Display | Majestic Mountain Retreats

Posted in exhibitions by Caitlin Smits on February 18, 2016

From the Norton Museum of Art

Majestic Mountain Retreats: 17th- and
18th-Century Monumental Chinese Landscape
Norton Museum of Art, West Palm Beach, 6 February — 15 May 2016

Wang Jiu, Chinese, Landscape in the Manner of Wang Meng, dated 1774; hanging scroll, ink on paper 136.8 x 64.1 cm (Nortom Museum of Art; photography by C.J. Walker)

Wang Jiu, Chinese, Landscape in the Manner of Wang Meng, dated 1774; hanging scroll, ink on paper 136.8 x 64.1 cm (Nortom Museum of Art; photography by C.J. Walker)

Inspired by Stormy Landscape, likely painted in the late 1730s to mid-1740s, and the most recent hanging scroll added to the Norton’s Chinese Collection, the three works in this installation depict mountain retreats. The inscription and artists’ seals on Stormy Landscape, suggest that it is a painting of a Taoist monastery. It is reminiscent of extant Taoist mountaintemples in Fujian province not far from the artist’s home. The other two works are, Waterfall in a Bamboo Grove, probably painted in the mid-17th century, and Landscape in the Manner of Wang Meng, dated 1744.

New Book | Parsonages

Posted in books by Editor on February 18, 2016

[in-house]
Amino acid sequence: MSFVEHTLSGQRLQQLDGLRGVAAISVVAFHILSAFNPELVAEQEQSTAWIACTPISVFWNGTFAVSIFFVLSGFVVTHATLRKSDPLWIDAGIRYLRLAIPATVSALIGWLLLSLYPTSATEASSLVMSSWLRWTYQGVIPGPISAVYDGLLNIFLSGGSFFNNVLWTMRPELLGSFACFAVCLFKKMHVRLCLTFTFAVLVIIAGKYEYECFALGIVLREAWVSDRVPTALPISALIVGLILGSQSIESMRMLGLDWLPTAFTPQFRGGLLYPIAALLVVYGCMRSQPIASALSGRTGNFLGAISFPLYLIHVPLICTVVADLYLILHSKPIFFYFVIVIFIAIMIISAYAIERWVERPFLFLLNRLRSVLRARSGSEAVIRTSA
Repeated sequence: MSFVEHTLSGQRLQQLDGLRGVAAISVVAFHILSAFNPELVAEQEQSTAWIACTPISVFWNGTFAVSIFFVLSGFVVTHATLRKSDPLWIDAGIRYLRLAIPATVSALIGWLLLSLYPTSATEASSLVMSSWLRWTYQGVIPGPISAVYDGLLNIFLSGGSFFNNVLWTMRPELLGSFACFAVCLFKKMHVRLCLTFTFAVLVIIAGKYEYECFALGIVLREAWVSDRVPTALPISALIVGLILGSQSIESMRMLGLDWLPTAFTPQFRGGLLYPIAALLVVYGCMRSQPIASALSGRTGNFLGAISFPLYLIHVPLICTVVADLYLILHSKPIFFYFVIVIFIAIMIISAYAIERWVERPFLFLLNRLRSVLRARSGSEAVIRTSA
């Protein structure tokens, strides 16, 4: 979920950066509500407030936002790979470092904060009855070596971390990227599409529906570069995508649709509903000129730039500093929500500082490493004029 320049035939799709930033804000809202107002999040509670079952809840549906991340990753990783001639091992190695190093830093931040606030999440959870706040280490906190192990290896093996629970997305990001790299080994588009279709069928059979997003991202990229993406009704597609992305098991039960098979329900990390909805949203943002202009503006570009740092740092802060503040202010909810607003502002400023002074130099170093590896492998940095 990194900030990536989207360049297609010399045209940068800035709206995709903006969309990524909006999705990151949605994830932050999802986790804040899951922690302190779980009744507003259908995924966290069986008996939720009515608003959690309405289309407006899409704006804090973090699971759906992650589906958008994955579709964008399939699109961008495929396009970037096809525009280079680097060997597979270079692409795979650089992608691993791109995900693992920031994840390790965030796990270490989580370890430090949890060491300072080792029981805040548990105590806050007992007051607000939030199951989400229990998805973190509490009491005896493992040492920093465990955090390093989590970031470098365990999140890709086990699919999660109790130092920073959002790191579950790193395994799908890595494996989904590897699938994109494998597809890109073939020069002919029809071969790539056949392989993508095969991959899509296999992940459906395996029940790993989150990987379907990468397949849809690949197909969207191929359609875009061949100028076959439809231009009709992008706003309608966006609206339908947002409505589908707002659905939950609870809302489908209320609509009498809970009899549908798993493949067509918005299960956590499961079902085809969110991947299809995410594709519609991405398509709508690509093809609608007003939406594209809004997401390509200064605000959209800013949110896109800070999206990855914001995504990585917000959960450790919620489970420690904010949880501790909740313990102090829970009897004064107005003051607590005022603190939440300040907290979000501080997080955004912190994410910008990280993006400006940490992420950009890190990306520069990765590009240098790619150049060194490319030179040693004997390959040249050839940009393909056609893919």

From Bloomsbury:

Kate Tiller, Parsonages (New York: Bloomsbury Shire Publications, 2016), 88 pages, ISBN: 978-1784421373, $15.

9781784421373From the Middle Ages to the present day, parsonages—vicarages, rectories, and later manses, presbyteries, and chapel houses—have been among the most significant dwellings in every kind of British community. Their roles have been wide and varied. Architecturally important, and ranging from medieval vernacular buildings to the bespoke house designs of leading architects of the nineteenth and twentieth centuries, to the more modest homes of today’s clergy, parsonages are important not only as buildings but for the part they—and their occupants—have played in the life of local communities, and in their links with the wider world. The parsonage, a hub of activity and connection, a place of change and continuity, provides fascinating historical insights both general and local. This study draws on the evidence of architecture, official documents, private records, literary accounts, and contemporary and modern images to build a picture of parsonages and their occupants. It includes a section on tracing the history of a parsonage.


Parsonage Histories: Houses, Priests and People
Setting the Pattern: Medieval Priests’ Houses
The Post-Reformation Parsonage
Georgian Parsonages: A Golden Age?
Victorian and Edwardian Heyday
Vicarages and Rectories: The Recent Past